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Nintendo Power: Remembering America's Longest-Lasting Game Magazine
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Nintendo Power: Remembering America's Longest-Lasting Game Magazine

December 11, 2012 Article Start Page 1 of 5 Next
 

Sometime in 1987, Nintendo of America's then-president Minoru Arakawa -- the son-in-law of Nintendo Company president Hiroshi Yamauchi -- made the bold decision that players of his Nintendo Entertainment System console needed their own magazine to read.

There had been video game magazines before -- several, in fact -- but they'd all died along with the entire video game industry during the infamous crash of 1983. But if Nintendo was able to prove that kids were still interested in buying new games after all, he thought, perhaps they could prove that they'd be willing to pay to read about them too.

Thus, Nintendo Power -- sort of a combination of the free Fun Club Newsletter Nintendo was already sending its fans and a print version of its game tips hotline -- was born. It was the first of the new wave of video game magazines, and it managed to outlast all those who followed -- Electronic Gaming Monthly, GamePro, Game Player's, VideoGames & Computer Entertainment, and the list goes on -- until the final issue was released on December 11, 2012.

Nintendo Power founding editors Gail Tilden and Howard Phillips were gracious enough to share their memories of launching -- for better or worse -- one of the most influential periodicals for those of a certain generation.

Gail and Howard were an unlikely combination -- she was the company's head of marketing and PR, and he was the Gamemaster, Nintendo's in-house video game nerd -- but together they managed to produce a magazine that somehow toed the line between being a marketing tool for selling products and an everything-you-need guide for telling game players what they should play and how they should play them.

In The Beginning

Howard Phillips: When we first launched the NES in 1985, we figured out very quickly that kids were just dying to get extra information about the games -- not just new games that were coming out, but also how to play them. We knew that in part because the Famicom had preceded the NES in Japan and we were seeing that phenomenon in Japan as well. So we decided that we would set up a mechanism that would help kids out with the games, and that's when we started the game counseling line.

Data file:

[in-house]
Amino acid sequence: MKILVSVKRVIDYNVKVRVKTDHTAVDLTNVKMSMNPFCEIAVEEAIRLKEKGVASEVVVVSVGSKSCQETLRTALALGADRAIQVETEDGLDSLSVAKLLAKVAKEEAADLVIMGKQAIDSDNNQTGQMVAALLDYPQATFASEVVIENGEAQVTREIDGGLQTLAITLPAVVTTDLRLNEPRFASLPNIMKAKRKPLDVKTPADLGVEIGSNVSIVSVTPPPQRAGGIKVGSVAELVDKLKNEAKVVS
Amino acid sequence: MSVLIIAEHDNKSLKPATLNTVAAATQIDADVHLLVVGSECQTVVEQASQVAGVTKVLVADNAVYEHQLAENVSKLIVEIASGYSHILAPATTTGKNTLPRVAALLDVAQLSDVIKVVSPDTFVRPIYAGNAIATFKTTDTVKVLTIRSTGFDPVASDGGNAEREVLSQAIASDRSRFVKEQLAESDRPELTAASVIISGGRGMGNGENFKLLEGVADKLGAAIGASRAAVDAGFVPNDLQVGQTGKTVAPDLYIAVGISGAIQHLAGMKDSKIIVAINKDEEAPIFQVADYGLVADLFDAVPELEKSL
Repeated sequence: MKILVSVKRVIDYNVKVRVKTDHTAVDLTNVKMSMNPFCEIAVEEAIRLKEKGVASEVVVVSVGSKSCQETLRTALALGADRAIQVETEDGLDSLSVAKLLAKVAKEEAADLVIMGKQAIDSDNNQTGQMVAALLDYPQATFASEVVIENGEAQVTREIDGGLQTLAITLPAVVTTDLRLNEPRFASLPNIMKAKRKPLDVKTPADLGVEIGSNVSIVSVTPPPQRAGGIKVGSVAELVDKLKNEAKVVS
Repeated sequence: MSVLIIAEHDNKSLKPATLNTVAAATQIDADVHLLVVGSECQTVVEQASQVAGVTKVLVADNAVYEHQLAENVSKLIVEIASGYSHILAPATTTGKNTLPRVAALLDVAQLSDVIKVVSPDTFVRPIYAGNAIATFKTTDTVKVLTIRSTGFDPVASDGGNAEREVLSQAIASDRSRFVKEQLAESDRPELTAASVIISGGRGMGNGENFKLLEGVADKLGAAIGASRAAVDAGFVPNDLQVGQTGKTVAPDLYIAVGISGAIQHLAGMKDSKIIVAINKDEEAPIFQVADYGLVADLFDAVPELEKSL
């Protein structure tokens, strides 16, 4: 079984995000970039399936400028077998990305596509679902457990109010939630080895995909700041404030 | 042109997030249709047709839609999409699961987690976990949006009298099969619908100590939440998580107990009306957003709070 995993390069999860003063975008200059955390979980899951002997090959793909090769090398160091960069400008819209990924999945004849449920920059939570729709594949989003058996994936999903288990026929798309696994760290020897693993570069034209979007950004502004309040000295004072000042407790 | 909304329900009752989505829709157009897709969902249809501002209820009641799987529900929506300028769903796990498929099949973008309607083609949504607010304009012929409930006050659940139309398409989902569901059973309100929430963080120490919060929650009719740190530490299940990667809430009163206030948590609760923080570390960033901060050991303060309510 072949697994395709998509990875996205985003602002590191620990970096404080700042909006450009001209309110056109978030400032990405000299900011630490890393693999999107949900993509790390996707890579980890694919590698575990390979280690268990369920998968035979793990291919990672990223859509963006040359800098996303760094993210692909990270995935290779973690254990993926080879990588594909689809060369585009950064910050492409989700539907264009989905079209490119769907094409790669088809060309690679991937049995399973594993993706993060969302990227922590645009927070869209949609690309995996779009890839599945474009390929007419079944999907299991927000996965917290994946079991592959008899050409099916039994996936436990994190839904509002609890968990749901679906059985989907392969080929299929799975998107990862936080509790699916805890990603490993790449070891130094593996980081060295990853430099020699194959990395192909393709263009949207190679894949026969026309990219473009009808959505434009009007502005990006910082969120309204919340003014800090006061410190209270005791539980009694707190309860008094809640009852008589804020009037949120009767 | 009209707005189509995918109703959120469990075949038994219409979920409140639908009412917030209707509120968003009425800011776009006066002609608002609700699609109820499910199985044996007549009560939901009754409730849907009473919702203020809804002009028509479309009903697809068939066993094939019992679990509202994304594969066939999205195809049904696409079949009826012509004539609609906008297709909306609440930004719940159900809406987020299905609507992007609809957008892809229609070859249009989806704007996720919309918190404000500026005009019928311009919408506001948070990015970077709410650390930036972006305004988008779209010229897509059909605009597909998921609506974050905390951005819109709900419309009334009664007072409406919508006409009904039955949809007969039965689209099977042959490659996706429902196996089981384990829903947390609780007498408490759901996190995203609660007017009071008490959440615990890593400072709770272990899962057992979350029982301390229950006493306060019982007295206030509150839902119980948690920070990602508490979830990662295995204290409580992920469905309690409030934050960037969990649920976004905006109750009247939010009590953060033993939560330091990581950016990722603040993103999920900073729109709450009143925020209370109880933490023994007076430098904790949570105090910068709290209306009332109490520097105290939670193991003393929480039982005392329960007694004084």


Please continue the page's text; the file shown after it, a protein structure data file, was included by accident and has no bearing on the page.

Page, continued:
I had about five or six guys who worked for me who answered questions on the phone, like how to find the third coin in level three, that sort of thing. But that was only one (expensive) way to solve that problem. We looked at other ways, and one way was to use the registration cards to send out information to the kids in the form of the Fun Club News.


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Gail Tilden: I was an advertising manager, so I was doing PR and advertising for the NES. We'd been doing a lot of inserts in both the hardware and software, trying to get people to send us their names and addresses. In exchange, they would become a member of the Fun Club and receive the Fun Club News. That's what was going on in 1987.

The database was growing bigger and bigger, and I think we were at around 600,000 people when we made the decision that we didn't want to continue having a free magazine. It was creating a big burden to send this out.

HP: We were paying for it. It was good that we did that, because it eventually grew to over 100 people in game counseling who were answering questions. We really needed to respond to that in a forceful way.

GT: Ultimately, it became a burden because the database was growing so quickly, and we decided to start charging for it. That didn't mean it was extremely profitable to do that. In fact, it was still a marketing expense. But it helped pay for the cost of sending out the information, certainly.

Also right at that time, we came out with the very first Nintendo Player's Guide. That was one of the first times we had something where we had a lot of information and maps, and the kind of support they were giving games and gameplay in Japan. In fact, we used a Japanese resource to create that publication.

Nintendo Power was a combination of that idea and what was happening with the Fun Club News. Mr. Arakawa saw that there were several magazines in Japan that were supporting gameplay in a way where they used maps and helped people finish the games, and therefore helped consumers be more satisfied with the games. He wanted to follow that kind of format.


Click for larger version.